Ernie went in with the men at 7am but then worked alone and didn’t see anybody until about 11.30am when the under-manager came out for lunch at his nearby house. He would come back less than an hour later and Ernie would see nobody else until about 2.45pm when the men would start to come out of the pit.
After a year Ernie became a “greaseboy”, greasing rollers that held the rope off the ground, then a few months later went “clipping”. “I was putting the coal skips by means of a clip onto a rope in sets of eight then running as fast as I could because I had to put four of these on, leaving sufficient distance apart to be able to take them off at the other end and shove them around the turn and catch the next clip.”
“There was a means of signalling to the engine driver on the pit top by two wires overhead – just ordinary fencing wire – which ran the length of the rope right through to the surface. You used your clip pin, which was an iron bar about 18 inches long with a ring in the top to fit the hand, and when you shorted the two wires together it was supposed to ring a bell on the surface to notify the engine drivers to stop.
“I tried one day to stop but it didn’t work so I rushed down to the head clipper on the next flat and said I couldn’t stop the rope. I ran as fast as I could to the surface. This engine driver was reading his book and not taking much notice of the rope. A good driver could tell if a clip was slipping anywhere because the rope acted similarly to if you had a fish on the end of a line. You could feel the vibration of it. I was exhausted when I got to the pit top and told them there was a clip with four skips behind it and the rope could break. Fortunately the rope did not break.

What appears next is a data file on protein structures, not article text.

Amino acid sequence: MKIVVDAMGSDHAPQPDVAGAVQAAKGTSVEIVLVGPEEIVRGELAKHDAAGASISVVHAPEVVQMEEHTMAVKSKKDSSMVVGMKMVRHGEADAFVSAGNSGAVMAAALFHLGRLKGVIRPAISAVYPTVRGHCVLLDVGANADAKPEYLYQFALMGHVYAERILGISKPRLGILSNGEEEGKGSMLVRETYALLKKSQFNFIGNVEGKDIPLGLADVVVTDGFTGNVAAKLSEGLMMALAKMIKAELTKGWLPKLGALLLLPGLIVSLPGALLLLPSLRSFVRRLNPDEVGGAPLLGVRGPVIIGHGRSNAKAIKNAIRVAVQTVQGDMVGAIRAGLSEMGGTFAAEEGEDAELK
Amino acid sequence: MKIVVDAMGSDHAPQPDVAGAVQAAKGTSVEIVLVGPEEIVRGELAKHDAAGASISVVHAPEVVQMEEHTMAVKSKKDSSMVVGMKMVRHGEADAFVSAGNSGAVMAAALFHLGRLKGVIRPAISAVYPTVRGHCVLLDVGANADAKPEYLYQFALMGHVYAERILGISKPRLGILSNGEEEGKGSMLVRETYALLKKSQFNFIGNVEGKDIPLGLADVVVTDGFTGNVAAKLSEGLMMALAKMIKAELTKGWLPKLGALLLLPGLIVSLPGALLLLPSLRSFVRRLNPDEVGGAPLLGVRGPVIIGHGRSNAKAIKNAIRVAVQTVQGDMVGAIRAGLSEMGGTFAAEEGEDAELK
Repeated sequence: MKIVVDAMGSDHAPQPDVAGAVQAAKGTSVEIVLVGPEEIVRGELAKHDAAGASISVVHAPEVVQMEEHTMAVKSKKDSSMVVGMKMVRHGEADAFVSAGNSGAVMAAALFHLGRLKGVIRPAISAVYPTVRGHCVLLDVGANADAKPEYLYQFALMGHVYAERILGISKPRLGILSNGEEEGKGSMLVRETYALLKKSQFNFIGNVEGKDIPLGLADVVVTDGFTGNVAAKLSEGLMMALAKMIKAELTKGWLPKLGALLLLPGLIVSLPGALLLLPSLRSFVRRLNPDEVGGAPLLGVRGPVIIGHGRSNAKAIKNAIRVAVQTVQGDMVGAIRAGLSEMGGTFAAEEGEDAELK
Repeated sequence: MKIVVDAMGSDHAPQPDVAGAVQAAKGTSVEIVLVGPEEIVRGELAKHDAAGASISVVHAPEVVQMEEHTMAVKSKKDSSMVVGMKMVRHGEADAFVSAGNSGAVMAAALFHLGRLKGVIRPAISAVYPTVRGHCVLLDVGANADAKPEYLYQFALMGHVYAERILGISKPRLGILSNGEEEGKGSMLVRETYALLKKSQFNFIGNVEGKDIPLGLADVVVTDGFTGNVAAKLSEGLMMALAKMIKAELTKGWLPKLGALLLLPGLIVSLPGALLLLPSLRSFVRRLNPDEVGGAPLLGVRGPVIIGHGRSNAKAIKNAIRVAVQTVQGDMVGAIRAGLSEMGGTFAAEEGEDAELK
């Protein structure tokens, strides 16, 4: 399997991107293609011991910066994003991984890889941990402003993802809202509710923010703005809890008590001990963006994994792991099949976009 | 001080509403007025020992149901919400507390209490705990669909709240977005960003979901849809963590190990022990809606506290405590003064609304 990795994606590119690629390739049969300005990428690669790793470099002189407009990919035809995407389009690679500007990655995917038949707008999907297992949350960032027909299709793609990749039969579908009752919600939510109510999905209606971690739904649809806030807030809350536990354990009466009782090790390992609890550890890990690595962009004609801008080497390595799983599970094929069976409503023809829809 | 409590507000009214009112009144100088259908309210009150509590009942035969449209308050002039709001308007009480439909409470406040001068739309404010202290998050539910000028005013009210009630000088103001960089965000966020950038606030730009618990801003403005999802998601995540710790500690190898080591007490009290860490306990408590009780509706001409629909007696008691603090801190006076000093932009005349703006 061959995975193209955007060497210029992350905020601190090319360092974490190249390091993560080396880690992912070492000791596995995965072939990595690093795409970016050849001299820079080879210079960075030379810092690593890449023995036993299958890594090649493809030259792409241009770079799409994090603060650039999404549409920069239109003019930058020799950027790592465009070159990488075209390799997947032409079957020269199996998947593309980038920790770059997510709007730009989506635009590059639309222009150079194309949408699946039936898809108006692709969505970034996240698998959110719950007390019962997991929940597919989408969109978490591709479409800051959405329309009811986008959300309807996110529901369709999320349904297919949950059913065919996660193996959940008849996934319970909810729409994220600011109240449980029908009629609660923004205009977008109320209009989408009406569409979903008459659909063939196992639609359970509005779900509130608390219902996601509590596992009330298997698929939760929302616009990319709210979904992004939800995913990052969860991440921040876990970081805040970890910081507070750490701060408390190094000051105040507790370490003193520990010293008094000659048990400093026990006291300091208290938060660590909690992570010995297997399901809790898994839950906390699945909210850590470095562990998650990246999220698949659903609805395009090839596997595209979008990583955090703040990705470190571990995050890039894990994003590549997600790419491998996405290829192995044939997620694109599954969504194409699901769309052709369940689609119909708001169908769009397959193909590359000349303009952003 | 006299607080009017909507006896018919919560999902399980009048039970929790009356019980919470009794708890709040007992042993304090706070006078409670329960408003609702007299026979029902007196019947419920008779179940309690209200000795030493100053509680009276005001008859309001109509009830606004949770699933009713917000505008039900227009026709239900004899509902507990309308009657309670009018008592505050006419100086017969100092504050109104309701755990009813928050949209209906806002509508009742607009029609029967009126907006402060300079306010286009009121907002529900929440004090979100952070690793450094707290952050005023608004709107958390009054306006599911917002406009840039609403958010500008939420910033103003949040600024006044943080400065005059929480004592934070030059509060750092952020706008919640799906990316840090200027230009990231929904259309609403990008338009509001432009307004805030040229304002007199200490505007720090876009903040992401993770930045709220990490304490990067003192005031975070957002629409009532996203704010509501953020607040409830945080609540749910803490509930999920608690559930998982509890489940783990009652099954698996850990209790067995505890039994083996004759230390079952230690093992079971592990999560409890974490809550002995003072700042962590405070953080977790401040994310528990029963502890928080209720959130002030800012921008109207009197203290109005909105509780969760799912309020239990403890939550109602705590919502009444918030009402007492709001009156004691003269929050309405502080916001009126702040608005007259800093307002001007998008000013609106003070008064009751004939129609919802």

“I was clipping for a number of years until the rules were changed regarding adults doing what were termed ‘boys’ jobs’. Anybody over 21 years was taken off the clipping job and they put boys on. At that time my mate on the other rope and I were transferred to the surface on the picking belt. But the boys did not have the strength to tighten the clips enough to bring them up the final lift on the rope. The sets would get almost to the top and then they would crash back and bash into the next one causing a derailment and hours of stoppage. After a few days we were put back on our jobs.
“After clipping I went on the coal-cutting machine. I spent about seven years on that and had several accidents. At one time the pipe fell out and struck me on the head and I had seven months off work. Later on we were side-cutting the pillars. That’s when machines first went into pillars. My mate ran a book and he walked around taking bets, leaving me alone to operate the machine. I heard an unusual noise and I glanced towards the pipe to which the chain on the machine was attached. I thought the pipe was pulling out and all I could see was the coal falling in front of me. I turned to run but the wind-blast was so great it picked me up and blew me out of the end. “The men around and about had the working and they knew for days a fall was imminent but we did not expect it to come as far as it did. Fortunately nobody was injured but it was a terrible shock to us all.”
Next Ernie worked in the lamp hut, maintaining the new battery-powered lamps and also the batteries for the electric locomotives. He was still doing this work when Rhondda Colliery caught fire in 1970 and had to cease operations. “It burned for years and the water from the Edgeworth sewerage works was pumped into Rhondda Colliery as a means of trying to extinguish this fire and to get rid of that polluted water,” he said.